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Broken Foot

Broken Foot Overview

Broken bones (also called fractures) in the foot are very common. Feet are very vulnerable to slipping and twisting. Our feet and toes lead us around when we walk and are on the receiving end of dropped objects. About one out of every 10 broken bones occurs in the foot.

The Anatomy of the Foot

The human foot has 26 bones. Consider the foot divided the foot into three parts: the hindfoot, the midfoot, and the forefoot.

  • There are two bones in the hindfoot: The talus, which is where the foot attaches to the leg, and the calcaneus, which forms the heel.
  • Five smaller bones called the navicular, cuboid, and three cuneiform bones make up the midfoot.
  • The long part of the foot is called the forefoot and contains 19 bones. There is a metatarsal for each of the five toes; the big toe is made up of two phalanges, and the other toes each have three phalanges.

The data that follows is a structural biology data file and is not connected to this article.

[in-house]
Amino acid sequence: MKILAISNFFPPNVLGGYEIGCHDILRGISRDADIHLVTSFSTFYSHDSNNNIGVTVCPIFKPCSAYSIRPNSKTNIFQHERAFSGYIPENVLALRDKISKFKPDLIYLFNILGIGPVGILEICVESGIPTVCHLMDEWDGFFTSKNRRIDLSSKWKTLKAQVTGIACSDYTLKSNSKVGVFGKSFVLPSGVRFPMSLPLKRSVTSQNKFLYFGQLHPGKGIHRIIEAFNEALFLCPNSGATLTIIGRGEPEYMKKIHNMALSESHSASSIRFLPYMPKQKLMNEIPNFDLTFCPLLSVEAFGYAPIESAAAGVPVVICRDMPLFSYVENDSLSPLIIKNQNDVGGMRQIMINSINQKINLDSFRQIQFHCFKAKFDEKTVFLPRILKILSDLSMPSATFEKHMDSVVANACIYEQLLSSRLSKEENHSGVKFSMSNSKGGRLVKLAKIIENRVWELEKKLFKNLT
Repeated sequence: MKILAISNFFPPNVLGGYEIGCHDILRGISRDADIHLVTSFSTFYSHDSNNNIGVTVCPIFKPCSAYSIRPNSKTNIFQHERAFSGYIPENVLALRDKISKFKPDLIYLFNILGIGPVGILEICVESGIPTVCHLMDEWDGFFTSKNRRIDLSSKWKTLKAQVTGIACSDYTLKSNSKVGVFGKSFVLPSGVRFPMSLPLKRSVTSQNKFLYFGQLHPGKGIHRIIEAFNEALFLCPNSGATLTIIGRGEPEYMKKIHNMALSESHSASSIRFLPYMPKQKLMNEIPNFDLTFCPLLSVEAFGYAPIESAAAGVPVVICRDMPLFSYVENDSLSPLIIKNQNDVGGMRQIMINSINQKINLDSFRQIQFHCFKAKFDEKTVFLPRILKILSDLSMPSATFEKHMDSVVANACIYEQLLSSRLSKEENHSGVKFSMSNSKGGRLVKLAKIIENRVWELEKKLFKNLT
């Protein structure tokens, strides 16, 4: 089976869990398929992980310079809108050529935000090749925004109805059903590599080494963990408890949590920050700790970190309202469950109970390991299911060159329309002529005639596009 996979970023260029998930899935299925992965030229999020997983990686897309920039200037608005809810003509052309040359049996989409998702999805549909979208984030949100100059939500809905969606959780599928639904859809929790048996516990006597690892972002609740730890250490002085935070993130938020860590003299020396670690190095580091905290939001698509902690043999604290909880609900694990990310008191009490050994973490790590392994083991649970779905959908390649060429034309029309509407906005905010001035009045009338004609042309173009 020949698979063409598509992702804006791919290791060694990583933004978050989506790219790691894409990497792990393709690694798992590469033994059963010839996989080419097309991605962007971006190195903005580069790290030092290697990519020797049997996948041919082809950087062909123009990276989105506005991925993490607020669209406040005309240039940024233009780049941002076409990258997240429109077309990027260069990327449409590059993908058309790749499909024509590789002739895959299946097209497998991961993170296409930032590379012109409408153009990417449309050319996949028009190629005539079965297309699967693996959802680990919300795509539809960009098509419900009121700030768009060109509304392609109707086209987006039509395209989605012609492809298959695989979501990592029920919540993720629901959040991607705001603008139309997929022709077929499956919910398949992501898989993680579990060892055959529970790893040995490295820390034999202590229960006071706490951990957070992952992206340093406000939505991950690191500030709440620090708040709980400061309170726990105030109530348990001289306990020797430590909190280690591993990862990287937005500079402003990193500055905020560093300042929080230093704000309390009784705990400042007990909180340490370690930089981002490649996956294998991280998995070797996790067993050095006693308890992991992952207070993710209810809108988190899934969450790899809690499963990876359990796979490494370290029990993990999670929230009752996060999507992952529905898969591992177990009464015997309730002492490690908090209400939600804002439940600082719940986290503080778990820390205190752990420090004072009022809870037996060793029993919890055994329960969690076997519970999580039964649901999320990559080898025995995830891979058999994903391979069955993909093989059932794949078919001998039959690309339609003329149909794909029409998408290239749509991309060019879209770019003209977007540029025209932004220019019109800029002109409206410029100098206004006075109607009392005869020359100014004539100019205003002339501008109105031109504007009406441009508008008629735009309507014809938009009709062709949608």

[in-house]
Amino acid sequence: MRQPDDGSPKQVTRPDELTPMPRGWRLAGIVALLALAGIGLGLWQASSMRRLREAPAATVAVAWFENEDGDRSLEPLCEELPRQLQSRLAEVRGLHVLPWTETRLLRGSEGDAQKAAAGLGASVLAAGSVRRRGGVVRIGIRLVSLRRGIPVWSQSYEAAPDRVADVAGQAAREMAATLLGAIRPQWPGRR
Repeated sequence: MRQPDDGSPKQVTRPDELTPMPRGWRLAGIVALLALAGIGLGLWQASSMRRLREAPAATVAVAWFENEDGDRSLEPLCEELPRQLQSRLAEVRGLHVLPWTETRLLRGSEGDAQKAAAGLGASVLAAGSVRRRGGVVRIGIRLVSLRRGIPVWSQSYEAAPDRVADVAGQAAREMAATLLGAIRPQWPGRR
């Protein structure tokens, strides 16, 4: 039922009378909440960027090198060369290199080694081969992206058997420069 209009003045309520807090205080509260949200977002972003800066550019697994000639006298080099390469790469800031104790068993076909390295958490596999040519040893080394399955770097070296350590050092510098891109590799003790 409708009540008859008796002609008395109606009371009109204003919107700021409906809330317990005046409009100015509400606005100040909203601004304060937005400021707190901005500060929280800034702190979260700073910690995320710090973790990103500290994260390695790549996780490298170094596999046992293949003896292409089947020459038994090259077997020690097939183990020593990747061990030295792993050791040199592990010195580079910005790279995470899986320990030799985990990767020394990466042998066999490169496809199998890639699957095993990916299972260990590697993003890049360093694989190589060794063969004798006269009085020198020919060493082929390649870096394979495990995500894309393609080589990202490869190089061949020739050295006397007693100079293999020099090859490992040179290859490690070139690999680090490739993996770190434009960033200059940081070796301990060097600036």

• In addition, the foot sometimes has small pebble-like bones called sesamoid bones. These bones do not perform any necessary function and are often called accessory bones.

Picture of the Anatomy of the Foot

Medically Reviewed by a Doctor on 3/18/2015

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Lisfranc Fracture Symptoms and Treatment

When Napoleon led his army to disaster in the Russian winter, many of his soldiers suffered from frostbite and developed gangrene of the toes and feet. Dr. Jacques Lisfranc de St. Martin figured out the anatomy of the foot, and found that cutting through joint spaces made amputation easier. His legacy is that fractures, dislocations, and sprains that affect the junction between the upper and lower foot bones bear his name. Lisfranc injuries refer to damage to the joints where the long thin metatarsal bones of the foot meet the tarsal bones (the cuboid and cuneiforms) that make up the midfoot.

Read What Your Physician is Reading on Medscape

Fracture, Foot »

Approximately 10% of all fractures occur in the 26 bones of the foot.

Read More on Medscape Reference »

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